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Ad verification program: Amazon will pay you $2 to track your phone traffic 

Amazon has an Ad verification program where you can receive $2 each month in exchange for allowing the company to access your phone data

Amazon ad verification program As an Amazon Shopper Panel subscriber, you can receive $2 from Amazon each month in exchange for allowing the company to track your phone traffic. Amazon is keeping track of which advertisements users viewed, where they saw them, and what time of day they viewed them as part of the business’s new invite-only Ad Verification program. The program is only accessible via an invitation to US and UK Amazon customers. Both Amazon’s own and third-party platform advertisements fall under this category.

According to Amazon, the program aims to provide customers with better-tailored advertising experiences that take into account their prior purchases.

Amazon stated in its Shopper Panel FAQ that “Your involvement will help brands provide better items and make Amazon advertisements more relevant.”

Eligibility to the Amazon ad verification program

Only Amazon users who have been invited to participate in the initiative are eligible for the $2 incentive. But consumers who haven’t been invited can be added to a queue and may eventually join. However, its not clear how the business chose which customers to invite.

The offer is a component of the Amazon Shopper Panel, an invitation-only initiative that allows a restricted group of Amazon customers to earn $10 each month by uploading 10 qualifying receipts from purchases they made elsewhere. For finishing brief surveys each month, panelists can get extra incentives.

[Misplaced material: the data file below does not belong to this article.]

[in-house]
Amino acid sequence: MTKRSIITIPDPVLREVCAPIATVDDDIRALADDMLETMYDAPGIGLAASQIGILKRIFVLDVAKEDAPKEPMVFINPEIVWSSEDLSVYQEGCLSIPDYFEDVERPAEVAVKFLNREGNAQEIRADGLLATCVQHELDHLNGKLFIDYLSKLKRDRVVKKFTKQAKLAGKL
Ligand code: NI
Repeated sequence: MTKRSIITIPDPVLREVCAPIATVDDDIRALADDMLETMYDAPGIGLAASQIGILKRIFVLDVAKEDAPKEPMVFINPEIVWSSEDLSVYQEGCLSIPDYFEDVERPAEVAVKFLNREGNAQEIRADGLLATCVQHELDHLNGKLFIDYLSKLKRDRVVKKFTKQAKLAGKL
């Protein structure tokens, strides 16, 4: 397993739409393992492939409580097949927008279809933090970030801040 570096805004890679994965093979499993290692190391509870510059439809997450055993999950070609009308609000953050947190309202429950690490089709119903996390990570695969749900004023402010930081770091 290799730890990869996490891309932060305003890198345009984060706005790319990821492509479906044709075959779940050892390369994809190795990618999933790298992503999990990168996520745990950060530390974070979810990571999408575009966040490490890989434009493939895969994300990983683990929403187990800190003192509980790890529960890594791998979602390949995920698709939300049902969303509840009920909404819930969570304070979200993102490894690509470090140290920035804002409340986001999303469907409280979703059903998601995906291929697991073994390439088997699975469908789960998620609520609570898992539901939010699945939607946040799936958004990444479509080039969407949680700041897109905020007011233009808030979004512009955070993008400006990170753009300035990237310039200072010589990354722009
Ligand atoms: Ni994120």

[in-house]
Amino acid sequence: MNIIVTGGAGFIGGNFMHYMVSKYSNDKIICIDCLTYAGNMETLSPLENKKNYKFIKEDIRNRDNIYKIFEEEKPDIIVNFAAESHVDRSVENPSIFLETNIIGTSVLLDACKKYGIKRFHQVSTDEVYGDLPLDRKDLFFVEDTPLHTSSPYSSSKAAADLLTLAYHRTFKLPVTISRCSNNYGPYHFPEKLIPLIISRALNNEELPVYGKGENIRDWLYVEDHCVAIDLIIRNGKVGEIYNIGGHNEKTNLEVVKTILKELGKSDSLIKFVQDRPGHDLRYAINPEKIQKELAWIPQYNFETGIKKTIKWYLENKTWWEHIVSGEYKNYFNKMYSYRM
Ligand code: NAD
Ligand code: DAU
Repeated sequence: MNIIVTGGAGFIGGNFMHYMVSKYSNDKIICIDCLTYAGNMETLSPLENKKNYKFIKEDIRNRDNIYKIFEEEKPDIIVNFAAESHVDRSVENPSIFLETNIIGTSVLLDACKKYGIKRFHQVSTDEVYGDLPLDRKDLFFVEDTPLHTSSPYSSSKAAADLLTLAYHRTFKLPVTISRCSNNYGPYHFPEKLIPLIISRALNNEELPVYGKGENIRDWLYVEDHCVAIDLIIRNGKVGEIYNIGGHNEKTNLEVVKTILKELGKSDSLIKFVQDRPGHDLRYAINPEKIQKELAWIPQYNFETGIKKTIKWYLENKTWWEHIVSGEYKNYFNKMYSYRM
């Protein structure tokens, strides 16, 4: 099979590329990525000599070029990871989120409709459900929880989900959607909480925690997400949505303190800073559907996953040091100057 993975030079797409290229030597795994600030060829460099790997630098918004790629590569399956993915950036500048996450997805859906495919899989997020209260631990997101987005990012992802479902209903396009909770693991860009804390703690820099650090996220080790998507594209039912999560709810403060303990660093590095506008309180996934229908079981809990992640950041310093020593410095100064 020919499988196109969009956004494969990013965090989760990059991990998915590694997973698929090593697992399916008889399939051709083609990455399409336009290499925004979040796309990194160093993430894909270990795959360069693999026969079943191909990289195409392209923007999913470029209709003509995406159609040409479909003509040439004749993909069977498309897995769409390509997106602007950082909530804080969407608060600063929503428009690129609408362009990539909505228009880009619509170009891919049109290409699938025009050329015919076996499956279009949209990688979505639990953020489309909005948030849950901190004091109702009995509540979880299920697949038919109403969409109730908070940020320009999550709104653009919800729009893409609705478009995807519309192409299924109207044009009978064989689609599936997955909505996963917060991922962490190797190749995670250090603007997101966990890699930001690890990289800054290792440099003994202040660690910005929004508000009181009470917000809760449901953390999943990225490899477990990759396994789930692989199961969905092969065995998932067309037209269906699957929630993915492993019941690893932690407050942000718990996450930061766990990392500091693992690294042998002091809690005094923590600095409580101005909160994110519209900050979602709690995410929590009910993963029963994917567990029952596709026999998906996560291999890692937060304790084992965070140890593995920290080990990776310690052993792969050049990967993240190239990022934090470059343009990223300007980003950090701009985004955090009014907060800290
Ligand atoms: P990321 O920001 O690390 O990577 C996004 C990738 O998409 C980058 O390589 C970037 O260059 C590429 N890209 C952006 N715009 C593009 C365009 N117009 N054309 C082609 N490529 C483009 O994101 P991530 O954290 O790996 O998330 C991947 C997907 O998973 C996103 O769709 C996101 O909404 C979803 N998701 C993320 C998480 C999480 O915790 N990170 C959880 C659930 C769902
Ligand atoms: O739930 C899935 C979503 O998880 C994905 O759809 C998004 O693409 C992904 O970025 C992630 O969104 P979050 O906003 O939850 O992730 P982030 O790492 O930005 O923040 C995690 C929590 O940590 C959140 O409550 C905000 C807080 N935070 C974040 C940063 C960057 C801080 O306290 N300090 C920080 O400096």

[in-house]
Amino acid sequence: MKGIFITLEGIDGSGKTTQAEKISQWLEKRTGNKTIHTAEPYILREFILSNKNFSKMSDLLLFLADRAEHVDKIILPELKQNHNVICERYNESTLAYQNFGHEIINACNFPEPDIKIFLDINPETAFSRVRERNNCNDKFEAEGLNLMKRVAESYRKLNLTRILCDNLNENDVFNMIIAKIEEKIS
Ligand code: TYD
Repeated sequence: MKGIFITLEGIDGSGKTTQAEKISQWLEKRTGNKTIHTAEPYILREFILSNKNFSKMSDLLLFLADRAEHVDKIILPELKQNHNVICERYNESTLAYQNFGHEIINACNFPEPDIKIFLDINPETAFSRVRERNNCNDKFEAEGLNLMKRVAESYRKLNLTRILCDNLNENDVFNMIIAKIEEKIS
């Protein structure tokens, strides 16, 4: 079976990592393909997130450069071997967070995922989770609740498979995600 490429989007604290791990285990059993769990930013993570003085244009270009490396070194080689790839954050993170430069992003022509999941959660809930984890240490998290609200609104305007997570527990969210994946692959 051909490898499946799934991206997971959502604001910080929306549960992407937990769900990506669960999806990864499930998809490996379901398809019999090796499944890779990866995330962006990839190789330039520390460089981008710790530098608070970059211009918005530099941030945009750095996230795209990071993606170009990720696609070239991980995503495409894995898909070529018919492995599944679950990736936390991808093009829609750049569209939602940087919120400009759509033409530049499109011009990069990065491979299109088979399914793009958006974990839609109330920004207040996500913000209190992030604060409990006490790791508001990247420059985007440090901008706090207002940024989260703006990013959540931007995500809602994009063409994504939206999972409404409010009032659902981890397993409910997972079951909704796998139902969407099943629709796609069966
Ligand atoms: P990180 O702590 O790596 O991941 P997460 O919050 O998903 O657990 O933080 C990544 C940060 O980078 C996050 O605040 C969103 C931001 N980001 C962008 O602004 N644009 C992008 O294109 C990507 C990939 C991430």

The ad verification program is a response to data privacy concerns 

The Ad Verification program was introduced in response to privacy campaigners’ worries about how Amazon handles sensitive user data. It is presently only available to US and UK-based Amazon users.

Earlier this month, experts were reportedly concerned about how Amazon would handle the information it acquired through healthcare start-up OneMedical. Additionally, there have long been questions about how the corporation uses the information from its smart home appliances like Alexa and Ring.

The Amazon FAQs state that participants can withdraw from the program at any time.


In compliance with its privacy warning, the corporation further stated that it will remove sensitive data from pharmaceutical receipts. That included information such as prescriptions. The warning states that users can erase any receipts they’ve uploaded to the app at any time.

Trading user information for money is not a new concept

Facebook began a scheme in 2016 that offered $20 gift cards each month to anyone between the ages of 13 and 25 who installed the Facebook Research VPN software, which recorded their online activities for market research.

In 2012, Google introduced Screenwise, a scheme that offered volunteers $5 Amazon gift cards, plus additional ones every three months for up to a year, in exchange for downloading a Google Chrome browser extension that tracked their online activity.

The Screenwise initiative offered consumers $100 in exchange for installing a Google-supplied router in their homes. That way Google could monitor their behavior, plus an additional $20 each month once they signed up.

However, these Facebook and Google initiatives both collapsed in 2019 on privacy concerns.



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